At Chelsea Arts Club on the 2nd of June 2012
For many years, the most riotous and infamous gatherings in London were the Chelsea Arts Balls, held on New Year’s Eve, from 1910 in the Royal Albert Hall right up until the fifties, when they were banned, due to excessive rowdiness, drunkeness and nudity.
The Club continued to hold Summer Balls, but were restricted to their clubhouse in Old Church Street. Each year has had a different theme, ranging from Mexican and Hollywood to Circus and Alice through the Looking Glass, and the facade has been painted accordingly.
This year, to co-incide with the Queen’s Diamond Jubillee and the Royal Pageant of 1000 Ships, the front was painted pink, with black and white cartoons of famous gays in history, to celebrate The Night of a Thousand Queens. One face had to removed, as the celebrated bachelor Edward Heath had never been outed, and some of the others were there by dint of their fag-hagness. As with other events, the party started at Nicholas Dimbleby’s statue of Whistler, the Club’s founder, on Battersea Bridge, a meeting of the beautiful, the damned, the exotic, the deeply camp and the downright ludicrous.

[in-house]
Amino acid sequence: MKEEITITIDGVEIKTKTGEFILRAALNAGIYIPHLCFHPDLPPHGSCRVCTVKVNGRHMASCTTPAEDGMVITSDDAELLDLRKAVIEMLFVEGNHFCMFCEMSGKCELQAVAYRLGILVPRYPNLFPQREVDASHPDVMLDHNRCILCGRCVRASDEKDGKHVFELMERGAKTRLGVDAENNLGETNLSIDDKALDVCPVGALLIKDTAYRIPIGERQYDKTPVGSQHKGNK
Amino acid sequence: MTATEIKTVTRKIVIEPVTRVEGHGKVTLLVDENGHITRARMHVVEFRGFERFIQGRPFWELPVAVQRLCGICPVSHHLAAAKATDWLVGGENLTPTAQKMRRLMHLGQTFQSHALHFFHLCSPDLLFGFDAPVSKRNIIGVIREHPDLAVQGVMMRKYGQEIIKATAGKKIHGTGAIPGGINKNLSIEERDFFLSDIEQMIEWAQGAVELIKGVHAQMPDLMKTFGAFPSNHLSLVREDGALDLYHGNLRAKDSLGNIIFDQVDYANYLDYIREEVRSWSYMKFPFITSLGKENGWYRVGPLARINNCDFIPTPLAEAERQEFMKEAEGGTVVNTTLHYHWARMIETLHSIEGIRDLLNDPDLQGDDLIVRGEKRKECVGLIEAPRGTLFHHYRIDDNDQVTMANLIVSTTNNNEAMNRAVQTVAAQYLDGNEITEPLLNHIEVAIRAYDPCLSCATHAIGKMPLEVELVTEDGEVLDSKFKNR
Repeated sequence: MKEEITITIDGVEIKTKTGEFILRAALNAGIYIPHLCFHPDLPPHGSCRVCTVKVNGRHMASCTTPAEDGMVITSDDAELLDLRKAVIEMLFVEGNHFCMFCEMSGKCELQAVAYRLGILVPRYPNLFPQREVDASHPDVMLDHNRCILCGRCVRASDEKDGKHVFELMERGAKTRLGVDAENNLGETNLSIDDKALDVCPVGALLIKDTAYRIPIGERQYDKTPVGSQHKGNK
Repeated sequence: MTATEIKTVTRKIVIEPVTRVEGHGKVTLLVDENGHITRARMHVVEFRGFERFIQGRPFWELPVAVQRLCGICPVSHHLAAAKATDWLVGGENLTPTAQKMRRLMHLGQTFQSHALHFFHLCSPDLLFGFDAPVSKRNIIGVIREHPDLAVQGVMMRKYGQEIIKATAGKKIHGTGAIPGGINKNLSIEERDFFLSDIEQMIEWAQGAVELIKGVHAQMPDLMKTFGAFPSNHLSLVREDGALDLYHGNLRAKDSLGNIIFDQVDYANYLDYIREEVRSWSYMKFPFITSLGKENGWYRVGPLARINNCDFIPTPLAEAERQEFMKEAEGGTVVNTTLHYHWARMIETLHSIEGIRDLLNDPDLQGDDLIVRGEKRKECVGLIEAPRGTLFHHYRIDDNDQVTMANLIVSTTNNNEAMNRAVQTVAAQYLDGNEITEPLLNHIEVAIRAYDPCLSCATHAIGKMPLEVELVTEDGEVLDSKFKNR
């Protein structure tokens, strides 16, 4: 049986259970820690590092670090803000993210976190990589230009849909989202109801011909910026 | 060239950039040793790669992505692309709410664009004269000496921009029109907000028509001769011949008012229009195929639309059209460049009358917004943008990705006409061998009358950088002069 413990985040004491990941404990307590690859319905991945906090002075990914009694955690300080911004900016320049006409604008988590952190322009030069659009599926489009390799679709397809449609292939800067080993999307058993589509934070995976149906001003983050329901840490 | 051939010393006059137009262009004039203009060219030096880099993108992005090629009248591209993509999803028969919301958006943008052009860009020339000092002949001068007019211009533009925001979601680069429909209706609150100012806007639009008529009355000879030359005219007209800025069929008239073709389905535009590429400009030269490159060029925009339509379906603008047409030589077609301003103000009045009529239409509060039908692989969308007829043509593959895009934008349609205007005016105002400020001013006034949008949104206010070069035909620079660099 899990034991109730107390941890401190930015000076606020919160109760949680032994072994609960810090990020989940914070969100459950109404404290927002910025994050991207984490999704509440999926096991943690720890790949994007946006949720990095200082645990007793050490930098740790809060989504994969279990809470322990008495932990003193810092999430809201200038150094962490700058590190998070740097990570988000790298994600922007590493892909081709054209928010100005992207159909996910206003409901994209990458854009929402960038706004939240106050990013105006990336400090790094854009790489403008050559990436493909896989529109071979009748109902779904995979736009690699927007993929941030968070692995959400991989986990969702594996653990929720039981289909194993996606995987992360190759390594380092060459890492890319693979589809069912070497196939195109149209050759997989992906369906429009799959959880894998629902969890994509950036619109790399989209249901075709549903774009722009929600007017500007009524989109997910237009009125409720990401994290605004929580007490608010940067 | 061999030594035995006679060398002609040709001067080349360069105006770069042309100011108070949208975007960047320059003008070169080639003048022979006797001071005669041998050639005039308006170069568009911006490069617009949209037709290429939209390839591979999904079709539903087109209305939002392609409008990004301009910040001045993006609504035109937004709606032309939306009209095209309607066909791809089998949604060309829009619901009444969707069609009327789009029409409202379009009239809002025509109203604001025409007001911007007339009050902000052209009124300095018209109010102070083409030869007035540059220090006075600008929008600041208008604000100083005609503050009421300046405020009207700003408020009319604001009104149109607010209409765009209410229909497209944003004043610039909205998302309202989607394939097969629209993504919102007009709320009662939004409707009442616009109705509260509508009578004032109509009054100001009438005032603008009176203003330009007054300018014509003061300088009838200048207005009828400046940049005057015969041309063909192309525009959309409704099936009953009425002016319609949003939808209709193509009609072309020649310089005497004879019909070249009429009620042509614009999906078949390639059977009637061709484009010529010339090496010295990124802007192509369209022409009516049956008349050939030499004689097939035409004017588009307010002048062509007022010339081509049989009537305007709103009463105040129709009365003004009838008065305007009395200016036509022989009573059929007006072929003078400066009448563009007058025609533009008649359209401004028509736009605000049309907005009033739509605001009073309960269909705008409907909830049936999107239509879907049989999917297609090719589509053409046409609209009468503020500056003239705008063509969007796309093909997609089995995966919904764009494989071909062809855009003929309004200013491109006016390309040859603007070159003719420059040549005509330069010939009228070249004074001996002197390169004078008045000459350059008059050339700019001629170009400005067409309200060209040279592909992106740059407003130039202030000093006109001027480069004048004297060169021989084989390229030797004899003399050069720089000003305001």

Apart from the odd knob in a DJ, everyone had made an effort, and after a bracing Bloody Mary or two, the company were entertained to the Club Choir singing Handel, and then processed along the Embankment and up Old Church Street, against the flow of traffic. They were led by a small band playing sackbut and drum, and amongst the revellers were an archbishop, a cardinal, Lady Godiva, complete with (hobby) horse but without a stitch of clothing, angels, fairies, jesters, sheiks, numerous kings and many more queens of all persuasions. More singing and BM’s and then the assembled company repaired inside for a humdinger of a party.